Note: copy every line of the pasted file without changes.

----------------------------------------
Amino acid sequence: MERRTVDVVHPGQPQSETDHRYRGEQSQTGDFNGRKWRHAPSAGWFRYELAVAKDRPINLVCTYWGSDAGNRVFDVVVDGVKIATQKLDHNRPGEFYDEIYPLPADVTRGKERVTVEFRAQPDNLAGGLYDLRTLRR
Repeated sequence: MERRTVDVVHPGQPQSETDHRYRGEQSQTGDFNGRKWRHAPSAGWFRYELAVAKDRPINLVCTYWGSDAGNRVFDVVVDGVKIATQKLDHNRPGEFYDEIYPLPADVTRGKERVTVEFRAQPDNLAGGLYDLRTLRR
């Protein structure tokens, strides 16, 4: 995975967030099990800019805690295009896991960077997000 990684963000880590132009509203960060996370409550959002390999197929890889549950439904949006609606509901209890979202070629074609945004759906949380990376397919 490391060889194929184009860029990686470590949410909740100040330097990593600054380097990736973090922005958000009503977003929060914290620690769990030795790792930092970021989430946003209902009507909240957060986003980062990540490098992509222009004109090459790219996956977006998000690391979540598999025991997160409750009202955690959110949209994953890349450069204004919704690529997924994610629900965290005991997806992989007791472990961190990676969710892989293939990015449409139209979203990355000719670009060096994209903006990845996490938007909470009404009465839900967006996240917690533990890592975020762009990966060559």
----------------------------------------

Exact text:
Amino acid sequence: MERRTVDVVHPGQPQSETDHRYRGEQSQTGDFNGRKWRHAPSAGWFRYELAVAKDRPINLVCTYWGSDAGNRVFDVVVDGVKIATQKLDHNRPGEFYDEIYPLPADVTRGKERVTVEFRAQPDNLAGGLYDLRTLRR
Repeated sequence: MERRTVDVVHPGQPQSETDHRYRGEQSQTGDFNGRKWRHAPSAGWFRYELAVAKDRPINLVCTYWGSDAGNRVFDVVVDGVKIATQKLDHNRPGEFYDEIYPLPADVTRGKERVTVEFRAQPDNLAGGLYDLRTLRR
């Protein structure tokens, strides 16, 4: 995975967030099990800019805690295009896991960077997000 990684963000880590132009509203960060996370409550959002390999197929890889549950439904949006609606509901209890979202070629074609945004759906949380990376397919 490391060889194929184009860029990686470590949410909740100040330097990593600054380097990736973090922005958000009503977003929060914290620690769990030795790792930092970021989430946003209902009507909240957060986003980062990540490098992509222009004109090459790219996956977006998000690391979540598999025991997160409750009202955690959110949209994953890349450069204004919704690529997924994610629900965290005991997806992989007791472990961190990676969710892989293939990015449409139209979203990355000719670009060096994209903006990845996490938007909470009404009465839900967006996240917690533990890592975020762009990966060559």